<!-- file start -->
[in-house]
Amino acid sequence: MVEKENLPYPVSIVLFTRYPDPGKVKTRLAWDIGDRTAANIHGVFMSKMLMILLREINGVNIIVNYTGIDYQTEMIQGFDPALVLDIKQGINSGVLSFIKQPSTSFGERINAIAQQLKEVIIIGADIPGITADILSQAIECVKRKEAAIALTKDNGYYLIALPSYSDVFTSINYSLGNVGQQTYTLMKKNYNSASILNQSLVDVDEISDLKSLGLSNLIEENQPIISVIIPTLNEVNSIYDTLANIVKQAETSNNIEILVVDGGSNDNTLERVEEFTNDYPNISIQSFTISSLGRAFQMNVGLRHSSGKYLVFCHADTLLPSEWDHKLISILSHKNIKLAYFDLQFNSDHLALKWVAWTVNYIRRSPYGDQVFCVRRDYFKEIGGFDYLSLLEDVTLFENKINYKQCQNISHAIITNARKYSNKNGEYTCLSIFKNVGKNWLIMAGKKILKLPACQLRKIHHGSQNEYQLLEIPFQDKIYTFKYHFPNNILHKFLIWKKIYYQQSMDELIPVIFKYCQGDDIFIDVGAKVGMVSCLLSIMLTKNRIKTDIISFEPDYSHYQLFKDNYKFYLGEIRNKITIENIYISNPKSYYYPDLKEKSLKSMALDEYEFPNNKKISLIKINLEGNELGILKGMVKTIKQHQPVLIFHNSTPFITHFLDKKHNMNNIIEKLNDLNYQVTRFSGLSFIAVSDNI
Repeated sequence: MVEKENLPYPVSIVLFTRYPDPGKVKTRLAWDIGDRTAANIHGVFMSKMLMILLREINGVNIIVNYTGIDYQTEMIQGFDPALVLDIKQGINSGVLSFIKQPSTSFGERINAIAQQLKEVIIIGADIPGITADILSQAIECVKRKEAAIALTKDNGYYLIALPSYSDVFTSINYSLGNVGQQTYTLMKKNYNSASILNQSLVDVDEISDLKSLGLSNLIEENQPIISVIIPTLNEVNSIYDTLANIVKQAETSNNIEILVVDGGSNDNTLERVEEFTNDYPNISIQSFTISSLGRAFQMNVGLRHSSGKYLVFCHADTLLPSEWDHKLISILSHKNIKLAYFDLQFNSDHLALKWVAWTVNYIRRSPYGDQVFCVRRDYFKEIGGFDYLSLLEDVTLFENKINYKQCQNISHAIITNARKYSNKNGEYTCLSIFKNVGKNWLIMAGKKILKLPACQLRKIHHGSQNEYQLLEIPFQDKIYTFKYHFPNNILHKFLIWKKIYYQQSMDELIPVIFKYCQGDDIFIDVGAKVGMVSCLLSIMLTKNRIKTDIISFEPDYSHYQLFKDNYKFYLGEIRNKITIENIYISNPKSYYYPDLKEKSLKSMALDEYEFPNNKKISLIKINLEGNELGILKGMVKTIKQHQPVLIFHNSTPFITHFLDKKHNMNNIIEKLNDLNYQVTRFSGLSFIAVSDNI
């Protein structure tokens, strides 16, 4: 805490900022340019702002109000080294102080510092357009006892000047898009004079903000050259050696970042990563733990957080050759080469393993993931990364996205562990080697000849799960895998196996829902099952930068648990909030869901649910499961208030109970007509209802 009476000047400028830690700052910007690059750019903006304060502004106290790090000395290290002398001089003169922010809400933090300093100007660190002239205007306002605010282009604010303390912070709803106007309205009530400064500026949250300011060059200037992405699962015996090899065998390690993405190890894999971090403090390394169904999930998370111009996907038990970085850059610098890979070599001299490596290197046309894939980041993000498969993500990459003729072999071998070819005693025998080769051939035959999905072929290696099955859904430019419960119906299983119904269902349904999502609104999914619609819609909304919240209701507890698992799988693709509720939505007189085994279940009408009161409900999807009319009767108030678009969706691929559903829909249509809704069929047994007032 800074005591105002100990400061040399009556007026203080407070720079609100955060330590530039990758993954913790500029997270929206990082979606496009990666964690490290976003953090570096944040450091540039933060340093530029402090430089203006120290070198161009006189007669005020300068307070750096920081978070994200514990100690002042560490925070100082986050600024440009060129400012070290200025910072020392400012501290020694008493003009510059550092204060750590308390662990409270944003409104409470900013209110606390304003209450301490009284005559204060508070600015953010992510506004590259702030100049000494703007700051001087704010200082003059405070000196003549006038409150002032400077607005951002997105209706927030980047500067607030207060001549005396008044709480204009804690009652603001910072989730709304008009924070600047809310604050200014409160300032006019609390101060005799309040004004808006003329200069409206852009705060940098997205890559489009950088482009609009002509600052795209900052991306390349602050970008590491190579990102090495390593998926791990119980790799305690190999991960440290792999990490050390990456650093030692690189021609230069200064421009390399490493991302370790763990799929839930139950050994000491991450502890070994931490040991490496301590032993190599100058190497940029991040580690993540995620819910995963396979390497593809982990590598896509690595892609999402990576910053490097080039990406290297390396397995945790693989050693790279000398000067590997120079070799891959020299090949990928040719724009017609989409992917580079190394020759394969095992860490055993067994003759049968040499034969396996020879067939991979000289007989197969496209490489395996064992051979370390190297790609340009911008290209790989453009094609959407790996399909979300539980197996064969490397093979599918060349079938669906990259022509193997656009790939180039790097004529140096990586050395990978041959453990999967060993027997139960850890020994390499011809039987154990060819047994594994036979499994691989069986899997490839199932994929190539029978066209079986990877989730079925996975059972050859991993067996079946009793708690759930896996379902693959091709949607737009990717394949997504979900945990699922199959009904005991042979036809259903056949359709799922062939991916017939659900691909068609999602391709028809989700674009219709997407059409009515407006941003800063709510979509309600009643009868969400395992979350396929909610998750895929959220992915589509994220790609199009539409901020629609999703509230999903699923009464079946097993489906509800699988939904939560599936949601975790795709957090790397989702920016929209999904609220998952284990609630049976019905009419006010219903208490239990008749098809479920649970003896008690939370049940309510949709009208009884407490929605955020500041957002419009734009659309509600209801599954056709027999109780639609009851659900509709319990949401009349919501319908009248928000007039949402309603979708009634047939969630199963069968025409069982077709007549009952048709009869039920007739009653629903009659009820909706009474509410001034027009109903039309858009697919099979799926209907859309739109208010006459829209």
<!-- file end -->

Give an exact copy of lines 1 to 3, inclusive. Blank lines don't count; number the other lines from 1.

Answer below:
[in-house]
Amino acid sequence: MVEKENLPYPVSIVLFTRYPDPGKVKTRLAWDIGDRTAANIHGVFMSKMLMILLREINGVNIIVNYTGIDYQTEMIQGFDPALVLDIKQGINSGVLSFIKQPSTSFGERINAIAQQLKEVIIIGADIPGITADILSQAIECVKRKEAAIALTKDNGYYLIALPSYSDVFTSINYSLGNVGQQTYTLMKKNYNSASILNQSLVDVDEISDLKSLGLSNLIEENQPIISVIIPTLNEVNSIYDTLANIVKQAETSNNIEILVVDGGSNDNTLERVEEFTNDYPNISIQSFTISSLGRAFQMNVGLRHSSGKYLVFCHADTLLPSEWDHKLISILSHKNIKLAYFDLQFNSDHLALKWVAWTVNYIRRSPYGDQVFCVRRDYFKEIGGFDYLSLLEDVTLFENKINYKQCQNISHAIITNARKYSNKNGEYTCLSIFKNVGKNWLIMAGKKILKLPACQLRKIHHGSQNEYQLLEIPFQDKIYTFKYHFPNNILHKFLIWKKIYYQQSMDELIPVIFKYCQGDDIFIDVGAKVGMVSCLLSIMLTKNRIKTDIISFEPDYSHYQLFKDNYKFYLGEIRNKITIENIYISNPKSYYYPDLKEKSLKSMALDEYEFPNNKKISLIKINLEGNELGILKGMVKTIKQHQPVLIFHNSTPFITHFLDKKHNMNNIIEKLNDLNYQVTRFSGLSFIAVSDNI
Repeated sequence: MVEKENLPYPVSIVLFTRYPDPGKVKTRLAWDIGDRTAANIHGVFMSKMLMILLREINGVNIIVNYTGIDYQTEMIQGFDPALVLDIKQGINSGVLSFIKQPSTSFGERINAIAQQLKEVIIIGADIPGITADILSQAIECVKRKEAAIALTKDNGYYLIALPSYSDVFTSINYSLGNVGQQTYTLMKKNYNSASILNQSLVDVDEISDLKSLGLSNLIEENQPIISVIIPTLNEVNSIYDTLANIVKQAETSNNIEILVVDGGSNDNTLERVEEFTNDYPNISIQSFTISSLGRAFQMNVGLRHSSGKYLVFCHADTLLPSEWDHKLISILSHKNIKLAYFDLQFNSDHLALKWVAWTVNYIRRSPYGDQVFCVRRDYFKEIGGFDYLSLLEDVTLFENKINYKQCQNISHAIITNARKYSNKNGEYTCLSIFKNVGKNWLIMAGKKILKLPACQLRKIHHGSQNEYQLLEIPFQDKIYTFKYHFPNNILHKFLIWKKIYYQQSMDELIPVIFKYCQGDDIFIDVGAKVGMVSCLLSIMLTKNRIKTDIISFEPDYSHYQLFKDNYKFYLGEIRNKITIENIYISNPKSYYYPDLKEKSLKSMALDEYEFPNNKKISLIKINLEGNELGILKGMVKTIKQHQPVLIFHNSTPFITHFLDKKHNMNNIIEKLNDLNYQVTRFSGLSFIAVSDNI